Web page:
Sections of Indian intelligentsia have expressed their disapproval of the police action against the four suspects in Hyderabad. Assuming for a moment that the Hyderabad case was one of extra judicial killing, it was not a rare incident of its kind. Cases of armed robbers, criminals of one variety or the other and, now terrorists, maoists and naxalites dying in encounters with the police are reported in the media almost every day. It is interesting how often Indian television channels describe many policemen as encounter specialists without the slightest hint of disapproval. In cases where the police know someone to be a criminal of one kind or another they routinely organise an encounter to eliminate the criminal and when common people also know that person to be a criminal, they approve of police action. In provincial India, outside the circles where the liberal intelligentsia move, other than the hapless victims of such encounters and their friends and relatives no one disapproves of most encounter killings. In private conversations many policemen as well as those who approve of encounter killings will justify such killings by blaming lawyers and law courts for acquitting criminals on one legal technicality or another. Part of the blame placed on lawyers and courts in districts is justified. It is widespread practice in district or lower courts to help those accused in criminal cases to invent versions of events that would lead to their acquittal. Coaching witnesses is such a common practice that a few years ago in a well known case of hit and run involving the grandson of a former chief of the Indian navy, an eminent Supreme Court lawyer and a prosecutor were sanctioned by the Bar Council of India because they were found to have coached a witness. In another hit and run case a well known film actor was accused of mowing down with his car some people sleeping on a pavement one night in Mumbai in 2002. In May 2015, a trial court sentenced him to five years in prison; but within an hour or so of the sentencing in the afternoon his lawyers obtained a bail order from the High Court in Mumbai. The case has not yet come to a closure. In this case also there were allegations of at least one witness having been coached. Even if the police knew him to be guilty, they would not think of organising an encounter against a matinee idol. Bribery among judges in lower courts is no less common. Some Supreme Court judges, including some Chief Justices have been openly talked of as being corrupt--in one case the Law Minister of the day made such a charge. On another occasion an eminent lawyer handed over to the Chief Justice of India a sealed cover containing what he said was a list of judges of the Supreme Court who were definitely corrupt, those whose integrity was doubtful and those who were definitely not corrupt, the last category being the least populated.
Some years ago, a Lieutenant Governor of Delhi remarked in a lecture that people of Delhi took pride in breaking the law. His remark roused a chorus of protests, particularly from politicians saying that he had insulted the people of Delhi. He made a partial retraction. A former ruling prince was caught carrying the carcass of a protected species of deer, presumably hunted by him and was required to present himself to the police. He went into hiding. His wife said somewhere that it was quite normal for princes to indulge their passion for hunting. A lady of quite a high rank once told me that when once she was stopped by a policeman for some minor violation of a traffic rule, she was let off when she told the policeman that the Joint Commissioner of Police in charge of traffic was her nephew. A relative of mine, not an exemplar of probity, once told me that only fools observed rules. The ugly reality is that a cavalier attitude towards the law is endemic in India. It is visible in small matters and not so small. Whether while driving cars, encroaching on public land, worshipping on roads, or standing in queues, people break the law or rules of behaviour with complete insouciance and in most cases with impunity. It is the same case with much more serious cases such us atrocities committed against different communities or worse. Crimes like serious economic offences, violation of human rights or against the environment belong to a higher sphere involving superior human beings or rich corporations.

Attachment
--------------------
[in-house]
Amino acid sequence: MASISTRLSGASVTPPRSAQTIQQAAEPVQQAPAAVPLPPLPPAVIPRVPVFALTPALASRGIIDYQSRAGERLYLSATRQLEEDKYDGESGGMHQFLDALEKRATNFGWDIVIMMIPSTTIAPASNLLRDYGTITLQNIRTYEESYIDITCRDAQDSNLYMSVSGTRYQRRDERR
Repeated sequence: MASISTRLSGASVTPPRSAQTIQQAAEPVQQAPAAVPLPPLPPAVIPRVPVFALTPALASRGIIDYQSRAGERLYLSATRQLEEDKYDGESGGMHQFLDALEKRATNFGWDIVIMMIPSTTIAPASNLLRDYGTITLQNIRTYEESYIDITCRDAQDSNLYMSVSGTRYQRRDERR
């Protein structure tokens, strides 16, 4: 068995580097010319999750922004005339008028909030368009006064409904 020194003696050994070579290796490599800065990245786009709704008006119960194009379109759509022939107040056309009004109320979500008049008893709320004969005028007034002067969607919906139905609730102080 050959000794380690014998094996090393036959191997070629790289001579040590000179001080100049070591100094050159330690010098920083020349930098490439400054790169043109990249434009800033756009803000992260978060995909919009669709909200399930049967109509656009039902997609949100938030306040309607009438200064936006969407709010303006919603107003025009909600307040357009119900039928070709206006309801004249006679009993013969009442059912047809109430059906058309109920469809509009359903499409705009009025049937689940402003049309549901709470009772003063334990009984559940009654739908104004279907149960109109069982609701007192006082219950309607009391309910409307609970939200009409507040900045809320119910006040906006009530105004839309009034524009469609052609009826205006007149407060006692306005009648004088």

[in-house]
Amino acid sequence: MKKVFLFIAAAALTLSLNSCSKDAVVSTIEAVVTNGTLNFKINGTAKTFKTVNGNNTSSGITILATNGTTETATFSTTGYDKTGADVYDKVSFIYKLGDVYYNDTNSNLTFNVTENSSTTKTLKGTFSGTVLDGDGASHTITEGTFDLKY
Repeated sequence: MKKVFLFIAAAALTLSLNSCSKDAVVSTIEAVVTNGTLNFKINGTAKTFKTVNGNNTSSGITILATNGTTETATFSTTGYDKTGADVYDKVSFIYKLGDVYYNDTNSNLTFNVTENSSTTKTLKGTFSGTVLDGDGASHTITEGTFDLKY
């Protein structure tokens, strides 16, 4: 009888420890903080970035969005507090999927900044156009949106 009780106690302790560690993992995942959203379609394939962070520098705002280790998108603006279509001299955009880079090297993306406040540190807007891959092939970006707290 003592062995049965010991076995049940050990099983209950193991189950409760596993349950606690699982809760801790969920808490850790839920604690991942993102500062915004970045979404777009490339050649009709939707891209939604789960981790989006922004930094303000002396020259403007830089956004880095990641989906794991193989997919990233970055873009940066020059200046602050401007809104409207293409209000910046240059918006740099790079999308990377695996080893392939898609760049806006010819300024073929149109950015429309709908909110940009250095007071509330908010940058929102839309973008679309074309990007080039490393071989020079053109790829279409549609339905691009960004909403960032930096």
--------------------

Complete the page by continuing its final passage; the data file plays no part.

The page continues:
When it comes to laws, lawcourts, policing, principles of natural justice and jurisprudence there is a deeper societal problem in India. The laws, the courts, the police, the administration have deep roots in society in a European country or in England and Scotland. They are part of the organic growth of those societies and not transplants from outside. Thus respect for law and its agencies is ingrained in the daily lives of people. Consequently law enforcement requires minimal coercion and more often than not ordinary citizenry cooperates with the police. In the case of India a large body of the law, the infrastructure of courts, lawyers, the police and the administration were created by the colonial government, mainly during the nineteenth century. None of these had much relationship with the native traditions or native value systems of India. Even after independence, these institutions were managed by a narrow westernised and semi-westernised minority on the top. For common folk these institutions have remained alien. People of India did not completely internalise them. If for example a murder is committed in a village, the first impulse in a village community is to keep the police out of the business. In the case of an intercaste or interreligious marriage in many villages in Haryana, Western Uttar Pradesh and Rajasthan, the caste elders sit in judgment and impose punishment, which may include death. And when people applauded the police after those four suspects were killed, they may have been giving expression to an atavistic impulse, much as India's intelligentsia might deplore it. If the common people of India are to be made to believe in ideas like the sanctity of law and due processes, India's police, the administration, the lawyers, the judges and above all the politicians will have to earn the trust of the people: they would need to convince people that they are fair, truthful and morally upright and above all they will need to switch to conducting their business in Indian languages and not English, a foreign language. That will be an uphill battle. If none of this happens India will slowly return more and more to its native traditions and value systems--loyalty to family, clan, caste, religion and region will trump all desire to stick to modern ideas of law and justice. To a certain extent, as the thin veneer of western/modern ideas acquired in sixty years or so prior to independence wears off, this may already be happening.